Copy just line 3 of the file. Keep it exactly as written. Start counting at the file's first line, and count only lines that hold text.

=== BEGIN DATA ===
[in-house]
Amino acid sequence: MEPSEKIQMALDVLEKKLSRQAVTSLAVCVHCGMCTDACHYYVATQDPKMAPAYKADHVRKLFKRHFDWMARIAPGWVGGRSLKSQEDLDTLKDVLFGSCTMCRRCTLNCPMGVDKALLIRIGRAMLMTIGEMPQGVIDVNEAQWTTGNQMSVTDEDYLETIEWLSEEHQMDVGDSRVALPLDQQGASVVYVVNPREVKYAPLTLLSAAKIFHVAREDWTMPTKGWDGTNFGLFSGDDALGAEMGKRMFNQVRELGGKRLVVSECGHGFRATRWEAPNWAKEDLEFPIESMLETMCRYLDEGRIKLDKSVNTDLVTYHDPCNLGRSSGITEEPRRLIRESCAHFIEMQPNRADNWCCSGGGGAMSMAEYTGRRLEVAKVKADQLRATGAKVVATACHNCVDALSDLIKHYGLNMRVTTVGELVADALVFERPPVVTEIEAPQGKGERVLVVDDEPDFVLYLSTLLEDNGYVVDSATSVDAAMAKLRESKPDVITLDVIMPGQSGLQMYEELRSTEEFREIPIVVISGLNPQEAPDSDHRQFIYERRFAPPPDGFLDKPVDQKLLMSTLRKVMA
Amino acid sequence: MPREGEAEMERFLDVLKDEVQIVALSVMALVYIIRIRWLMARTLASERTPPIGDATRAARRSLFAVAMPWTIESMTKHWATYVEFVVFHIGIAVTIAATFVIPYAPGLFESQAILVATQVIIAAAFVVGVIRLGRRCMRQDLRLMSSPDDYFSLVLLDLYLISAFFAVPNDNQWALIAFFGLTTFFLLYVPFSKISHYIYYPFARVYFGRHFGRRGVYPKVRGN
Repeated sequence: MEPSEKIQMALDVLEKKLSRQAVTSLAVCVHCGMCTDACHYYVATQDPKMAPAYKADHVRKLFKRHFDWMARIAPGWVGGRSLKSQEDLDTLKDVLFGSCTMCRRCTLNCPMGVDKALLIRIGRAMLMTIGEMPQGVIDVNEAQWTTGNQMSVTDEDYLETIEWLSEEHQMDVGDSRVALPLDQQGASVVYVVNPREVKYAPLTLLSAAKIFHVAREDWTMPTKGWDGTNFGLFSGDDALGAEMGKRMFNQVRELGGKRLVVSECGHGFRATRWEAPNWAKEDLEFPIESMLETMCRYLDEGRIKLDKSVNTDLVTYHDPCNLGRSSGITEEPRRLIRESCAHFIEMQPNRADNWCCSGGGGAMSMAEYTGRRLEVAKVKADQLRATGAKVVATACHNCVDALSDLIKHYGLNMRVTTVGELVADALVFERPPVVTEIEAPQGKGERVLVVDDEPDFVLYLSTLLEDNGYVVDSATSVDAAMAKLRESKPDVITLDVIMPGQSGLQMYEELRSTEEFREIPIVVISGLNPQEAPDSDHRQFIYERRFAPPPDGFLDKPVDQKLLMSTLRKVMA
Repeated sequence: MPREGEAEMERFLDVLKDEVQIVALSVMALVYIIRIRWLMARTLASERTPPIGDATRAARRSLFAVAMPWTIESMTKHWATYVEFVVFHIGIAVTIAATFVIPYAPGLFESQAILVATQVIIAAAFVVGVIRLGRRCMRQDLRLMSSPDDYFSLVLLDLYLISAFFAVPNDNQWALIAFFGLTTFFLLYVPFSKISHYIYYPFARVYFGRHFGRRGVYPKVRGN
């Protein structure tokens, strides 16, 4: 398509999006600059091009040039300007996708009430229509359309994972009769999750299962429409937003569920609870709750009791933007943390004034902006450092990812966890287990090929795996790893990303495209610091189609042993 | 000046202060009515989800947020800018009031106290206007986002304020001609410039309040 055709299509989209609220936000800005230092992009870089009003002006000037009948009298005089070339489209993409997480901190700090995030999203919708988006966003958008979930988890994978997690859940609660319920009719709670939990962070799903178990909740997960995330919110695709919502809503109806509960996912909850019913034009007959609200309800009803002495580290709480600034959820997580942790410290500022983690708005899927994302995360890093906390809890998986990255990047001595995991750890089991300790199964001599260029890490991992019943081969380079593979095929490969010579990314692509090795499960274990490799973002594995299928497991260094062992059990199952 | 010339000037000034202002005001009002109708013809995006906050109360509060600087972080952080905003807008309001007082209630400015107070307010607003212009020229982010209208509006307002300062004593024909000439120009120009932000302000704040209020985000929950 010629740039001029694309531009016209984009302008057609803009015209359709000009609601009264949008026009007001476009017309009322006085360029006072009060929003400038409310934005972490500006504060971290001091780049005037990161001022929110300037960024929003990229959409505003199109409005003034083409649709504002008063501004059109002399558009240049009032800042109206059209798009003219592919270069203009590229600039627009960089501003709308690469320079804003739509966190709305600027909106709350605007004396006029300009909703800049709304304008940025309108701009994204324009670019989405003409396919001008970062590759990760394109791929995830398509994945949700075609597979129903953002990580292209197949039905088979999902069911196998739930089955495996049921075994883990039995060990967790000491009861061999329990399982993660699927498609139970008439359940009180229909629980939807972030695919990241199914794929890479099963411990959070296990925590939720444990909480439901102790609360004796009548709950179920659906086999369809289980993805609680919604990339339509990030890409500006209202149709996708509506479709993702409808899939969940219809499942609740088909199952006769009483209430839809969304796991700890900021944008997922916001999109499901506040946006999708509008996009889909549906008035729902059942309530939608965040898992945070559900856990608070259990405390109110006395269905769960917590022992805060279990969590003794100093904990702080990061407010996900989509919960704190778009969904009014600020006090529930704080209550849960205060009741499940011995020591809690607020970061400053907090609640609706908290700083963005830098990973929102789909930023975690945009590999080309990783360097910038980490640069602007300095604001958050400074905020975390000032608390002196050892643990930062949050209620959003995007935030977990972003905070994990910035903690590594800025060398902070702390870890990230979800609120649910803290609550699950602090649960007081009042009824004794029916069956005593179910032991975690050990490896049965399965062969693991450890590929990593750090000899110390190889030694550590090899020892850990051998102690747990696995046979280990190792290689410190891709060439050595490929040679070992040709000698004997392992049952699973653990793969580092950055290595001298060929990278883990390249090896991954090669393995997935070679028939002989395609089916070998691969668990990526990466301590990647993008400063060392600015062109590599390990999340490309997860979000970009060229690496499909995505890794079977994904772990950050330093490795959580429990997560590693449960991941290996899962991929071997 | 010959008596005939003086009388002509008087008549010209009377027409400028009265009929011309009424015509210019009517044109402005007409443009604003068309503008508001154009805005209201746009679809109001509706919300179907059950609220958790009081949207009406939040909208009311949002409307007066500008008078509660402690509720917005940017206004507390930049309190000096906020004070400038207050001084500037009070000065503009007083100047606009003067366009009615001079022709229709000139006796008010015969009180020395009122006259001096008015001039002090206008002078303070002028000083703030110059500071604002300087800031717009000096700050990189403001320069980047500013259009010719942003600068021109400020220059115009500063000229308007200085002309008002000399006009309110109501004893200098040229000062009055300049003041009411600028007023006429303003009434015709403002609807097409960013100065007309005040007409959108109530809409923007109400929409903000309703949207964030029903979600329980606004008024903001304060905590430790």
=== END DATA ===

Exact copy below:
Amino acid sequence: MPREGEAEMERFLDVLKDEVQIVALSVMALVYIIRIRWLMARTLASERTPPIGDATRAARRSLFAVAMPWTIESMTKHWATYVEFVVFHIGIAVTIAATFVIPYAPGLFESQAILVATQVIIAAAFVVGVIRLGRRCMRQDLRLMSSPDDYFSLVLLDLYLISAFFAVPNDNQWALIAFFGLTTFFLLYVPFSKISHYIYYPFARVYFGRHFGRRGVYPKVRGN